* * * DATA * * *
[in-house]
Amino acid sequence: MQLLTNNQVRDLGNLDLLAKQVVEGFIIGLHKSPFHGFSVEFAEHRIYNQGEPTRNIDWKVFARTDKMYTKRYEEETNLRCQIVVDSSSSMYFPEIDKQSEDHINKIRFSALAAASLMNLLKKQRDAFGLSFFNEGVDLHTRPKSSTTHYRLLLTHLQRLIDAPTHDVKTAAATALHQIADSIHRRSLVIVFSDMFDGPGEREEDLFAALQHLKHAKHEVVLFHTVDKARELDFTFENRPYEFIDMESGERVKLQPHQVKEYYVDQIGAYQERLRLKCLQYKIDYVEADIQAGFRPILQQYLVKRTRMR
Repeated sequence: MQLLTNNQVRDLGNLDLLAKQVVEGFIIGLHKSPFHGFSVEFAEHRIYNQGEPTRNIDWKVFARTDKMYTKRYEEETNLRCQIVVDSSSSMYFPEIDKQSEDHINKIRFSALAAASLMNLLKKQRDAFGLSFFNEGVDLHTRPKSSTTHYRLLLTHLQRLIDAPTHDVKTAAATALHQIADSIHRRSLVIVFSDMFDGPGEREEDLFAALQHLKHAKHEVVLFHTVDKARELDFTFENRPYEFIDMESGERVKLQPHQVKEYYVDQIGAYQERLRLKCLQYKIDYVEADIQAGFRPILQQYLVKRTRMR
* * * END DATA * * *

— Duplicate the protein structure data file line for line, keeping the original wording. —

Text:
[in-house]
Amino acid sequence: MQLLTNNQVRDLGNLDLLAKQVVEGFIIGLHKSPFHGFSVEFAEHRIYNQGEPTRNIDWKVFARTDKMYTKRYEEETNLRCQIVVDSSSSMYFPEIDKQSEDHINKIRFSALAAASLMNLLKKQRDAFGLSFFNEGVDLHTRPKSSTTHYRLLLTHLQRLIDAPTHDVKTAAATALHQIADSIHRRSLVIVFSDMFDGPGEREEDLFAALQHLKHAKHEVVLFHTVDKARELDFTFENRPYEFIDMESGERVKLQPHQVKEYYVDQIGAYQERLRLKCLQYKIDYVEADIQAGFRPILQQYLVKRTRMR
Repeated sequence: MQLLTNNQVRDLGNLDLLAKQVVEGFIIGLHKSPFHGFSVEFAEHRIYNQGEPTRNIDWKVFARTDKMYTKRYEEETNLRCQIVVDSSSSMYFPEIDKQSEDHINKIRFSALAAASLMNLLKKQRDAFGLSFFNEGVDLHTRPKSSTTHYRLLLTHLQRLIDAPTHDVKTAAATALHQIADSIHRRSLVIVFSDMFDGPGEREEDLFAALQHLKHAKHEVVLFHTVDKARELDFTFENRPYEFIDMESGERVKLQPHQVKEYYVDQIGAYQERLRLKCLQYKIDYVEADIQAGFRPILQQYLVKRTRMR